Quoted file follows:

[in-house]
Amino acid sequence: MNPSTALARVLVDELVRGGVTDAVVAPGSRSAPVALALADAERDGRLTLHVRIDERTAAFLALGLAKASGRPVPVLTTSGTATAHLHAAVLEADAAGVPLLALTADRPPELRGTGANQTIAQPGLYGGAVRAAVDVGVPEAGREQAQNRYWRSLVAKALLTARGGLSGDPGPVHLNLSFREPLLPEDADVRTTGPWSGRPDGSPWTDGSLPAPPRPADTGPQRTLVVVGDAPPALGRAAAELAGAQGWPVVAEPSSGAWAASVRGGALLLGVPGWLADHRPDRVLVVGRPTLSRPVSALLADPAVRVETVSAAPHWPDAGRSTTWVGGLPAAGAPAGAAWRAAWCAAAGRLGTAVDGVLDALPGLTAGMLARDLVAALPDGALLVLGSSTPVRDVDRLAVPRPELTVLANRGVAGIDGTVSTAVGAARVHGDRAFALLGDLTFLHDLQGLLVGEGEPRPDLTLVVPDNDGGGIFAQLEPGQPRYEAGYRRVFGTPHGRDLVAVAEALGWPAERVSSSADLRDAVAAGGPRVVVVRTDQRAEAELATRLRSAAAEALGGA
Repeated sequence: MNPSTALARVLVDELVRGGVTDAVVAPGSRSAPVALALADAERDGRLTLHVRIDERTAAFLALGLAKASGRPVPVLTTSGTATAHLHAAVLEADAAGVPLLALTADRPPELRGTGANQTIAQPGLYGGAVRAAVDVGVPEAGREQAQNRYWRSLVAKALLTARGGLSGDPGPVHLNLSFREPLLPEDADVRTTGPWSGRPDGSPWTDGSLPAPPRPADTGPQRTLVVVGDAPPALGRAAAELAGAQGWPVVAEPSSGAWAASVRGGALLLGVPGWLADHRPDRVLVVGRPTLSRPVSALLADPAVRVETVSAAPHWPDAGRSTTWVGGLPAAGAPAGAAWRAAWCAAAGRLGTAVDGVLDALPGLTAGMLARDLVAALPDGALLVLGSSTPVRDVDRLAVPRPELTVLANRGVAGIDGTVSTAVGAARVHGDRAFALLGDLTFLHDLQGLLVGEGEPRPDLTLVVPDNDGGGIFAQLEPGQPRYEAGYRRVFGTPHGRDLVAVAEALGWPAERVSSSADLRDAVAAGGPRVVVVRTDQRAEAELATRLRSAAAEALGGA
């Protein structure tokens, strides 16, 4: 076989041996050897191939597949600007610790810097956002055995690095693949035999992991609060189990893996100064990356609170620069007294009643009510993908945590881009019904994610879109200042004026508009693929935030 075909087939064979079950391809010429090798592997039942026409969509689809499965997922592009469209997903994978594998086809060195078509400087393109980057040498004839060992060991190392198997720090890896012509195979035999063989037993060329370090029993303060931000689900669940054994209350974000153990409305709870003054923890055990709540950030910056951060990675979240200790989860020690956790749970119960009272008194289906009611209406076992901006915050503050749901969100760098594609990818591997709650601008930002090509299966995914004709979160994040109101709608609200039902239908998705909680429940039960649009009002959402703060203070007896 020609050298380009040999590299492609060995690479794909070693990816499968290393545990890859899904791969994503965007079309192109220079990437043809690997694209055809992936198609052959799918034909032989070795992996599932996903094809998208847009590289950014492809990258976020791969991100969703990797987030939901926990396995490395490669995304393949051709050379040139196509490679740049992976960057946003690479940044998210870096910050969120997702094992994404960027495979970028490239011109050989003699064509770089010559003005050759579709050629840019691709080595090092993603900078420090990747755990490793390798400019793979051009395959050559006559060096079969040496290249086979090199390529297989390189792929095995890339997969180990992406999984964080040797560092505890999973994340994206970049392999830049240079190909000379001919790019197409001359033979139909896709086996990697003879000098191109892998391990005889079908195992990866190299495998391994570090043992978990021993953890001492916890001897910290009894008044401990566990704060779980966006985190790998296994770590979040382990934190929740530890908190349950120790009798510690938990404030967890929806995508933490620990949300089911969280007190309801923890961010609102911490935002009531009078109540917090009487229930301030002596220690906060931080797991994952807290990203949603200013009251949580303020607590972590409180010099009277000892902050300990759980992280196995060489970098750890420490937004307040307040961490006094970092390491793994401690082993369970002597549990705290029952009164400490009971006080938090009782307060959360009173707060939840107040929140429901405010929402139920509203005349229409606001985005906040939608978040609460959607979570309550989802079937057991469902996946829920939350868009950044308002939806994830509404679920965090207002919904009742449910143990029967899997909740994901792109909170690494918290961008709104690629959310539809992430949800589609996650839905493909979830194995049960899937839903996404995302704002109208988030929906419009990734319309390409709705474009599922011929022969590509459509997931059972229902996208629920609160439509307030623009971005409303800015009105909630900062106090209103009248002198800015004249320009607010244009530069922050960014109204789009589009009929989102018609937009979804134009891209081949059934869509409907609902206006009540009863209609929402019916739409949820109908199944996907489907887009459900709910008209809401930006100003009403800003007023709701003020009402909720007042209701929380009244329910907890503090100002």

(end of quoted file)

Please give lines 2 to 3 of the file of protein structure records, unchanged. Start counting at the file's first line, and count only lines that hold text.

Amino acid sequence: MNPSTALARVLVDELVRGGVTDAVVAPGSRSAPVALALADAERDGRLTLHVRIDERTAAFLALGLAKASGRPVPVLTTSGTATAHLHAAVLEADAAGVPLLALTADRPPELRGTGANQTIAQPGLYGGAVRAAVDVGVPEAGREQAQNRYWRSLVAKALLTARGGLSGDPGPVHLNLSFREPLLPEDADVRTTGPWSGRPDGSPWTDGSLPAPPRPADTGPQRTLVVVGDAPPALGRAAAELAGAQGWPVVAEPSSGAWAASVRGGALLLGVPGWLADHRPDRVLVVGRPTLSRPVSALLADPAVRVETVSAAPHWPDAGRSTTWVGGLPAAGAPAGAAWRAAWCAAAGRLGTAVDGVLDALPGLTAGMLARDLVAALPDGALLVLGSSTPVRDVDRLAVPRPELTVLANRGVAGIDGTVSTAVGAARVHGDRAFALLGDLTFLHDLQGLLVGEGEPRPDLTLVVPDNDGGGIFAQLEPGQPRYEAGYRRVFGTPHGRDLVAVAEALGWPAERVSSSADLRDAVAAGGPRVVVVRTDQRAEAELATRLRSAAAEALGGA
Repeated sequence: MNPSTALARVLVDELVRGGVTDAVVAPGSRSAPVALALADAERDGRLTLHVRIDERTAAFLALGLAKASGRPVPVLTTSGTATAHLHAAVLEADAAGVPLLALTADRPPELRGTGANQTIAQPGLYGGAVRAAVDVGVPEAGREQAQNRYWRSLVAKALLTARGGLSGDPGPVHLNLSFREPLLPEDADVRTTGPWSGRPDGSPWTDGSLPAPPRPADTGPQRTLVVVGDAPPALGRAAAELAGAQGWPVVAEPSSGAWAASVRGGALLLGVPGWLADHRPDRVLVVGRPTLSRPVSALLADPAVRVETVSAAPHWPDAGRSTTWVGGLPAAGAPAGAAWRAAWCAAAGRLGTAVDGVLDALPGLTAGMLARDLVAALPDGALLVLGSSTPVRDVDRLAVPRPELTVLANRGVAGIDGTVSTAVGAARVHGDRAFALLGDLTFLHDLQGLLVGEGEPRPDLTLVVPDNDGGGIFAQLEPGQPRYEAGYRRVFGTPHGRDLVAVAEALGWPAERVSSSADLRDAVAAGGPRVVVVRTDQRAEAELATRLRSAAAEALGGA